Under pressure from critics, The New Republic has finally completely corrected a line in a piece of commentary by by Stanford law professor Richard Thompson Ford, but a glaring error remains. Now that we’ve established that George Zimmerman called the police 46 times in eight years, not 911, and not over the course of 15 months, someone should probably examine the claim that Ford makes in his headline, “The Law that Acquitted Zimmerman Isn’t Racist But that doesn’t mean the outcome wasn’t.”
Conservatives jumped all over The New Republic for attacking their new hero as “an edgy basket case with a gun who had called 911 46 times in 15 months, once to report the suspicious activities of a seven year old black boy,” when in reality, he had called the cops 46 times in total, and was only concerned for the safety of the young black boy, because that’s what people do when they think a kid is about to get hit by a car, they call the non-emergency police number, and stay in their cars to avoid danger.
The New Republic was slow to correct the errors, and only did so in stages. Here’s how that passage reads now, and the correction at the end of the piece:
By contrast, Zimmerman was an edgy basket case with a gun who had called the police 46 times in about eight years.
…This article has been corrected. Zimmerman called various law enforcement officials 46 times, not just 911, as originally stated. He made the calls over an eight-year period, not over the course of 15 months, as originally stated. The original sentence also cited a call Zimmerman made about a seven-year-old boy; the clause has been removed as it implied that Zimmerman was reporting suspicious activity. It appears that Zimmerman made the call out of concern. We regret the errors.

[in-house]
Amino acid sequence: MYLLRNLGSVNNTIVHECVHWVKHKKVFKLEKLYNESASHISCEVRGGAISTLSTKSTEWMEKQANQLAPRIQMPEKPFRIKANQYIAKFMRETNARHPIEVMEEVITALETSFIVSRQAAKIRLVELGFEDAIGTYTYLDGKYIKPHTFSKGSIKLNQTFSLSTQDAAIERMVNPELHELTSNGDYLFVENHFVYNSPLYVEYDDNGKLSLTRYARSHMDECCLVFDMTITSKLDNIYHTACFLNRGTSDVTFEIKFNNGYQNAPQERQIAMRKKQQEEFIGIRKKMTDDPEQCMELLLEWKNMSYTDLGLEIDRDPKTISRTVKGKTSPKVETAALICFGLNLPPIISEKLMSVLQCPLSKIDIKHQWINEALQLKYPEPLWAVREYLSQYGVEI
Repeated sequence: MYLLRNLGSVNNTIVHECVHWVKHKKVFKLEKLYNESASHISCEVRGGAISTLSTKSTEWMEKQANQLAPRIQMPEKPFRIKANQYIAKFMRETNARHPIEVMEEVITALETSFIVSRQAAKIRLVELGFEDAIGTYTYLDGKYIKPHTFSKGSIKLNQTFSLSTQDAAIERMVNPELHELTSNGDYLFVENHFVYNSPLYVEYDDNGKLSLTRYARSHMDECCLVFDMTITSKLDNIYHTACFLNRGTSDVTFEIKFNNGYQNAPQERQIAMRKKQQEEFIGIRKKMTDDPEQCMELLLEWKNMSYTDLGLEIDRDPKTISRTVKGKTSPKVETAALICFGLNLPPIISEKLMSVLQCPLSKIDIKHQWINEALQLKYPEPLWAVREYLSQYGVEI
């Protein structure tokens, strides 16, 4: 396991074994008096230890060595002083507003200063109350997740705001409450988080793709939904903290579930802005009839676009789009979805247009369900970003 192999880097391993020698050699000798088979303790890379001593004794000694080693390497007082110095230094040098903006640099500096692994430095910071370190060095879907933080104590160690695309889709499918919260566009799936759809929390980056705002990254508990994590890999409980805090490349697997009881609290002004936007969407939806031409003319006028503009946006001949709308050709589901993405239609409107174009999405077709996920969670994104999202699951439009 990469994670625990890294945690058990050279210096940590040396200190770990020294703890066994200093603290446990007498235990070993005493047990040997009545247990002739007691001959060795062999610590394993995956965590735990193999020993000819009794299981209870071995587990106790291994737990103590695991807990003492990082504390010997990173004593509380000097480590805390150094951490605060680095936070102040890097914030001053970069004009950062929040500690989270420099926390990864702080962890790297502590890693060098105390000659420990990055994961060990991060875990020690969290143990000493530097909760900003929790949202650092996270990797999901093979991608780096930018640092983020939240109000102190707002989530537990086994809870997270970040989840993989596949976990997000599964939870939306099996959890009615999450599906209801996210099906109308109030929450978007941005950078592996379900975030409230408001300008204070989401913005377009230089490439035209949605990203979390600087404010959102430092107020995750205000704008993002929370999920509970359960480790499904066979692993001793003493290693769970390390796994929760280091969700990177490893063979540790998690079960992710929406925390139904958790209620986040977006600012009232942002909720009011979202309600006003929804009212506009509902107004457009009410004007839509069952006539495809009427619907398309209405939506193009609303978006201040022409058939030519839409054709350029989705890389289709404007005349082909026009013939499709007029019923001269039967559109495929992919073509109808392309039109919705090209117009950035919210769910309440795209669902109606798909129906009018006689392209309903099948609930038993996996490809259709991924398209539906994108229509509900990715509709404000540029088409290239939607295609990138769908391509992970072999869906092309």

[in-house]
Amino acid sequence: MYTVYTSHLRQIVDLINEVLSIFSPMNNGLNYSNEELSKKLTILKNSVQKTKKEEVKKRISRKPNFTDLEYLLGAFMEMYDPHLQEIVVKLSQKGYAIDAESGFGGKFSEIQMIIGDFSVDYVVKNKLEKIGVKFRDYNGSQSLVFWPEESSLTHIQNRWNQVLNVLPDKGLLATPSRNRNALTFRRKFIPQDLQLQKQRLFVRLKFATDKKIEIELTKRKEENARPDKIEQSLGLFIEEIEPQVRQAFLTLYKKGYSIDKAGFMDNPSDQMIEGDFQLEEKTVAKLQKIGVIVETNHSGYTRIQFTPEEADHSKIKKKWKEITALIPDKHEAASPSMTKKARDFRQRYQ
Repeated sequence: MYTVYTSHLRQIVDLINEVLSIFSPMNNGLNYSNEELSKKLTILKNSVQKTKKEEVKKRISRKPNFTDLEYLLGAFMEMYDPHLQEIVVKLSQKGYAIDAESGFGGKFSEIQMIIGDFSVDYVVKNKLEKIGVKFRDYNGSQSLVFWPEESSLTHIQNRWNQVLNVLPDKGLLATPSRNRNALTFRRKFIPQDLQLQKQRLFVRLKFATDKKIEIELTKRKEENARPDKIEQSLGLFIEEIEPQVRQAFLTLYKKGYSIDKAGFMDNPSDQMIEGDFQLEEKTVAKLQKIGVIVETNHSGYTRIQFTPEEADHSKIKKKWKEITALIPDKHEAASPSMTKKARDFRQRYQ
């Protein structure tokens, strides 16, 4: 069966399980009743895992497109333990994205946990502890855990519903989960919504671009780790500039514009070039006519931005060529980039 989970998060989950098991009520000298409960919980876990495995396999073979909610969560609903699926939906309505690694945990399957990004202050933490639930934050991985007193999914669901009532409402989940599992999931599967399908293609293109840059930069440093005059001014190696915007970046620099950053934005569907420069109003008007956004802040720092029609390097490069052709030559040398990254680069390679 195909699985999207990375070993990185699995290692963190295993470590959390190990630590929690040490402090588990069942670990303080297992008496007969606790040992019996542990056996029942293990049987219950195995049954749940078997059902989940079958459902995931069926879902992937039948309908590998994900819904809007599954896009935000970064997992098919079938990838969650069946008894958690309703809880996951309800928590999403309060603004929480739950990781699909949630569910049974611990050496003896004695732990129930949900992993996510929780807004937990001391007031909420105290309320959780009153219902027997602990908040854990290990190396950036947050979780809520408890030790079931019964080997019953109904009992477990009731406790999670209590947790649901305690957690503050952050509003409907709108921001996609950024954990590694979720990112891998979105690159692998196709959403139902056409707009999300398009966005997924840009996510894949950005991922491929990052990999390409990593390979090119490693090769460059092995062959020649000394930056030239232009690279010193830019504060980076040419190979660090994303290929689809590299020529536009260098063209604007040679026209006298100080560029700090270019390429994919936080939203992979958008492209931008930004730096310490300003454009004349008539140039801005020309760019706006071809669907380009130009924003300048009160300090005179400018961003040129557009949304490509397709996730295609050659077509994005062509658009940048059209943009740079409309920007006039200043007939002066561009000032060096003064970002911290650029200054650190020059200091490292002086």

The errors were silly, because the exaggerations didn’t add much to the point Ford was trying to make. Most people probably haven’t called the police more than six times in their lives, let alone 46, and I’m not sure how it undermines Ford’s point that Zimmerman had the non-emergency operator on speed-dial, rather than calling 911. He could have as easily linked to the call logs, and let readers draw the conclusion he gives them by calling Zimmerman a basket case. Who sees a neighbor’s garage door open, and calls the cops instead of going, “Hey, neighbor, your garage door is open!” Who does that five times?
Ford’s point wasn’t even that Zimmerman was racist, but rather, that he had an overactive Spidey sense that had him calling the cops about women yelling at old people, and marauding caterers. He didn’t need to make those leaps, and could have corrected them quickly without much fuss. Like most of the mainstream media, Ford also ignored the far more compelling contents of Zimmeerman’s MySpace page, in which he laments getting “knifes” pulled on him “by every Mexican you run into.”
By repeating, and then refusing to correct, falsehoods, Ford completely undermined his entire piece, which is actually a good thing. Ford’s central point, despite being published in a liberal space, is what underpins the inertia among a majority of whites (mostly conservative) to do anything about racism. Besides that headline, here’s how Ford sums up the flaw in his thesis:
Zimmerman was legally entitled to patrol his neighborhood with a gun because getting a concealed weapons license is Florida is easy: More than 900,000 people are licensed to carry concealed weapons there. And Florida’s stand your ground law all but endorses vigilantism, allowing private citizens to take the law into their own hands rather than call the police. None of these laws are racially discriminatory, but because racism is still prevalent in our society, it’s likely that the vigilantism they inspire disproportionately harms blacks.
This premise, that a law can have racially discriminatory effects without being racist, carries with it the implication that we can’t fix the law without fixing racism. The laws are fine, it’s racism that’s the problem. What Ford fails to recognize, at least in this commentary, is that protecting a status quo that has racist effects, that failing to make corrections that mitigate them, is itself racist. Any law that fails to single out black people could be defended in this way, and they are. Ford’s idea of “colorblind” law works out well for conservatives who assail black voting rights, and then suggest it is unjust to single black people out for protection.
Conservatives have a right to be annoyed with The New Republic over its handling of their factual errors, but liberals shouldn’t reflexively rush to defend a piece that wasn’t improved in the slightest by those corrections.
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